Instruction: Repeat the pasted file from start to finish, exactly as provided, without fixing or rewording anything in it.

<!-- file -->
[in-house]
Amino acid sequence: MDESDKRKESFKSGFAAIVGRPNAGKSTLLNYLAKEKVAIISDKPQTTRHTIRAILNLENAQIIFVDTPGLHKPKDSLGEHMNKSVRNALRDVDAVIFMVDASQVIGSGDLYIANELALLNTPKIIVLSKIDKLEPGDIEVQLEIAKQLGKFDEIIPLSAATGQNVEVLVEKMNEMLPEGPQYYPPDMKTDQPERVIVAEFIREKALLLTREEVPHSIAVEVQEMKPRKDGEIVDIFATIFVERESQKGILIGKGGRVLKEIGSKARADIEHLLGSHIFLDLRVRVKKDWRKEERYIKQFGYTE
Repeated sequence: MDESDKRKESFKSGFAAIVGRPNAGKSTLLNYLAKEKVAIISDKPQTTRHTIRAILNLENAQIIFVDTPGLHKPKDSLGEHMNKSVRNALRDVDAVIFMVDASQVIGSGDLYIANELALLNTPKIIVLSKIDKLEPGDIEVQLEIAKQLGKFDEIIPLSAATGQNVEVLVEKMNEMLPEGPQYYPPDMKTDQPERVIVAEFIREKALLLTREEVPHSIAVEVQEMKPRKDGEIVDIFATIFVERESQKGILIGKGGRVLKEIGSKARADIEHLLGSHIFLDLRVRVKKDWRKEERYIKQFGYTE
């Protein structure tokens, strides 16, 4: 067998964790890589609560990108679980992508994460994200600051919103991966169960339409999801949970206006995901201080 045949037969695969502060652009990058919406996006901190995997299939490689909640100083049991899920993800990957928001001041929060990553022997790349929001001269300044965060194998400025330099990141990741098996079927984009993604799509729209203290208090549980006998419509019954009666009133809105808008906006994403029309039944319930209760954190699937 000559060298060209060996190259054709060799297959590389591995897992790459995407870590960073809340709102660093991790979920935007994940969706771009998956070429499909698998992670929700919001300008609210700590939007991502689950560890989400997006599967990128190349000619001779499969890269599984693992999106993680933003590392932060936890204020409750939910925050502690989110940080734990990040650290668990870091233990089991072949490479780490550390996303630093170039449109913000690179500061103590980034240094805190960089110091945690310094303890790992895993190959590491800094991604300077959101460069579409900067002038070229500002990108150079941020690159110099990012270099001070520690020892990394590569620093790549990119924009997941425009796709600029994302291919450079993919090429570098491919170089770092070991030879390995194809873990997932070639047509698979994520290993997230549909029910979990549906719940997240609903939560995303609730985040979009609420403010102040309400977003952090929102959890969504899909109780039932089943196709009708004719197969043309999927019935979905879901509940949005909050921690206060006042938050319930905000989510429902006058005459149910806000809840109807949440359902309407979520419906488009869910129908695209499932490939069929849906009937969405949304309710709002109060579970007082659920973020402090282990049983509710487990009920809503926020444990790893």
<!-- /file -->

[in-house]
Amino acid sequence: MDESDKRKESFKSGFAAIVGRPNAGKSTLLNYLAKEKVAIISDKPQTTRHTIRAILNLENAQIIFVDTPGLHKPKDSLGEHMNKSVRNALRDVDAVIFMVDASQVIGSGDLYIANELALLNTPKIIVLSKIDKLEPGDIEVQLEIAKQLGKFDEIIPLSAATGQNVEVLVEKMNEMLPEGPQYYPPDMKTDQPERVIVAEFIREKALLLTREEVPHSIAVEVQEMKPRKDGEIVDIFATIFVERESQKGILIGKGGRVLKEIGSKARADIEHLLGSHIFLDLRVRVKKDWRKEERYIKQFGYTE
Repeated sequence: MDESDKRKESFKSGFAAIVGRPNAGKSTLLNYLAKEKVAIISDKPQTTRHTIRAILNLENAQIIFVDTPGLHKPKDSLGEHMNKSVRNALRDVDAVIFMVDASQVIGSGDLYIANELALLNTPKIIVLSKIDKLEPGDIEVQLEIAKQLGKFDEIIPLSAATGQNVEVLVEKMNEMLPEGPQYYPPDMKTDQPERVIVAEFIREKALLLTREEVPHSIAVEVQEMKPRKDGEIVDIFATIFVERESQKGILIGKGGRVLKEIGSKARADIEHLLGSHIFLDLRVRVKKDWRKEERYIKQFGYTE
């Protein structure tokens, strides 16, 4: 067998964790890589609560990108679980992508994460994200600051919103991966169960339409999801949970206006995901201080 045949037969695969502060652009990058919406996006901190995997299939490689909640100083049991899920993800990957928001001041929060990553022997790349929001001269300044965060194998400025330099990141990741098996079927984009993604799509729209203290208090549980006998419509019954009666009133809105808008906006994403029309039944319930209760954190699937 000559060298060209060996190259054709060799297959590389591995897992790459995407870590960073809340709102660093991790979920935007994940969706771009998956070429499909698998992670929700919001300008609210700590939007991502689950560890989400997006599967990128190349000619001779499969890269599984693992999106993680933003590392932060936890204020409750939910925050502690989110940080734990990040650290668990870091233990089991072949490479780490550390996303630093170039449109913000690179500061103590980034240094805190960089110091945690310094303890790992895993190959590491800094991604300077959101460069579409900067002038070229500002990108150079941020690159110099990012270099001070520690020892990394590569620093790549990119924009997941425009796709600029994302291919450079993919090429570098491919170089770092070991030879390995194809873990997932070639047509698979994520290993997230549909029910979990549906719940997240609903939560995303609730985040979009609420403010102040309400977003952090929102959890969504899909109780039932089943196709009708004719197969043309999927019935979905879901509940949005909050921690206060006042938050319930905000989510429902006058005459149910806000809840109807949440359902309407979520419906488009869910129908695209499932490939069929849906009937969405949304309710709002109060579970007082659920973020402090282990049983509710487990009920809503926020444990790893």